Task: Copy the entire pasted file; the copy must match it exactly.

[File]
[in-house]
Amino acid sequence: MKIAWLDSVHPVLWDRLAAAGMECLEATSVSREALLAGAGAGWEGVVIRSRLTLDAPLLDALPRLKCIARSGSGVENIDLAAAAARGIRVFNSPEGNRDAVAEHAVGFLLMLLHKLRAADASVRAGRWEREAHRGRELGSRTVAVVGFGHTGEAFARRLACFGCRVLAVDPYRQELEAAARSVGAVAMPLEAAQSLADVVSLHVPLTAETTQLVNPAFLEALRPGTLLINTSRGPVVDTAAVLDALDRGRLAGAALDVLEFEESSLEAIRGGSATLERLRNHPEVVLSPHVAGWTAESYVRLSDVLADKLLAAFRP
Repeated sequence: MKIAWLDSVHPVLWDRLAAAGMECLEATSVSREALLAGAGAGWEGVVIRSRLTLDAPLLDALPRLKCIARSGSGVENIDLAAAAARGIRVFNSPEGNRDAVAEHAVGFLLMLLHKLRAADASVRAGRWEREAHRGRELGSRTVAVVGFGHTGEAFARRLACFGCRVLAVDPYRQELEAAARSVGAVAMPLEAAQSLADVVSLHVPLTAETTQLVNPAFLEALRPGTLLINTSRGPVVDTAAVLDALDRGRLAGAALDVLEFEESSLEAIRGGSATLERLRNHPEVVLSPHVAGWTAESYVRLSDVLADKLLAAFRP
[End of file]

[in-house]
Amino acid sequence: MKIAWLDSVHPVLWDRLAAAGMECLEATSVSREALLAGAGAGWEGVVIRSRLTLDAPLLDALPRLKCIARSGSGVENIDLAAAAARGIRVFNSPEGNRDAVAEHAVGFLLMLLHKLRAADASVRAGRWEREAHRGRELGSRTVAVVGFGHTGEAFARRLACFGCRVLAVDPYRQELEAAARSVGAVAMPLEAAQSLADVVSLHVPLTAETTQLVNPAFLEALRPGTLLINTSRGPVVDTAAVLDALDRGRLAGAALDVLEFEESSLEAIRGGSATLERLRNHPEVVLSPHVAGWTAESYVRLSDVLADKLLAAFRP
Repeated sequence: MKIAWLDSVHPVLWDRLAAAGMECLEATSVSREALLAGAGAGWEGVVIRSRLTLDAPLLDALPRLKCIARSGSGVENIDLAAAAARGIRVFNSPEGNRDAVAEHAVGFLLMLLHKLRAADASVRAGRWEREAHRGRELGSRTVAVVGFGHTGEAFARRLACFGCRVLAVDPYRQELEAAARSVGAVAMPLEAAQSLADVVSLHVPLTAETTQLVNPAFLEALRPGTLLINTSRGPVVDTAAVLDALDRGRLAGAALDVLEFEESSLEAIRGGSATLERLRNHPEVVLSPHVAGWTAESYVRLSDVLADKLLAAFRP